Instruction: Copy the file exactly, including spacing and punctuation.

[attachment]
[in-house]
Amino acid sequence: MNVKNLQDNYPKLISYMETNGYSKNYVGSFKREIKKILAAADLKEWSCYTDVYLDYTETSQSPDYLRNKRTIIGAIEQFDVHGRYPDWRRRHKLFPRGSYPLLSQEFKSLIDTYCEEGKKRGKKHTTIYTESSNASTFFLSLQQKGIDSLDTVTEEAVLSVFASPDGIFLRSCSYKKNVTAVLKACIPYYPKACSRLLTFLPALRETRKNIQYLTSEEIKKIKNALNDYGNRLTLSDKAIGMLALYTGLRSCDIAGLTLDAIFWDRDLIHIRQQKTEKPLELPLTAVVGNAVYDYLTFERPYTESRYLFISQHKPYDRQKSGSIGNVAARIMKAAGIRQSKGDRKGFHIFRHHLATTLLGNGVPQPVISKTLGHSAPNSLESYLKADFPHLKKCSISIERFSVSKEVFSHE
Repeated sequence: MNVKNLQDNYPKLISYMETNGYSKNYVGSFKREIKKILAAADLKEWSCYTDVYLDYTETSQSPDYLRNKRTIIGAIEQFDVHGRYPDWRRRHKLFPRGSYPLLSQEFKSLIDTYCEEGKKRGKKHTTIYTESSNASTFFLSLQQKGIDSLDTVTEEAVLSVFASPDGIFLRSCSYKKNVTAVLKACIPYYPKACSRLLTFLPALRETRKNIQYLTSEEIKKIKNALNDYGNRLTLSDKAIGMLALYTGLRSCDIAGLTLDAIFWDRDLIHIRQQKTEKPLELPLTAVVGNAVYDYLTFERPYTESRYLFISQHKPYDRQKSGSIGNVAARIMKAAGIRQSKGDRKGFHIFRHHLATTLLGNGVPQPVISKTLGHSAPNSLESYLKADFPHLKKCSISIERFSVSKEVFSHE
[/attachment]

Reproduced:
[in-house]
Amino acid sequence: MNVKNLQDNYPKLISYMETNGYSKNYVGSFKREIKKILAAADLKEWSCYTDVYLDYTETSQSPDYLRNKRTIIGAIEQFDVHGRYPDWRRRHKLFPRGSYPLLSQEFKSLIDTYCEEGKKRGKKHTTIYTESSNASTFFLSLQQKGIDSLDTVTEEAVLSVFASPDGIFLRSCSYKKNVTAVLKACIPYYPKACSRLLTFLPALRETRKNIQYLTSEEIKKIKNALNDYGNRLTLSDKAIGMLALYTGLRSCDIAGLTLDAIFWDRDLIHIRQQKTEKPLELPLTAVVGNAVYDYLTFERPYTESRYLFISQHKPYDRQKSGSIGNVAARIMKAAGIRQSKGDRKGFHIFRHHLATTLLGNGVPQPVISKTLGHSAPNSLESYLKADFPHLKKCSISIERFSVSKEVFSHE
Repeated sequence: MNVKNLQDNYPKLISYMETNGYSKNYVGSFKREIKKILAAADLKEWSCYTDVYLDYTETSQSPDYLRNKRTIIGAIEQFDVHGRYPDWRRRHKLFPRGSYPLLSQEFKSLIDTYCEEGKKRGKKHTTIYTESSNASTFFLSLQQKGIDSLDTVTEEAVLSVFASPDGIFLRSCSYKKNVTAVLKACIPYYPKACSRLLTFLPALRETRKNIQYLTSEEIKKIKNALNDYGNRLTLSDKAIGMLALYTGLRSCDIAGLTLDAIFWDRDLIHIRQQKTEKPLELPLTAVVGNAVYDYLTFERPYTESRYLFISQHKPYDRQKSGSIGNVAARIMKAAGIRQSKGDRKGFHIFRHHLATTLLGNGVPQPVISKTLGHSAPNSLESYLKADFPHLKKCSISIERFSVSKEVFSHE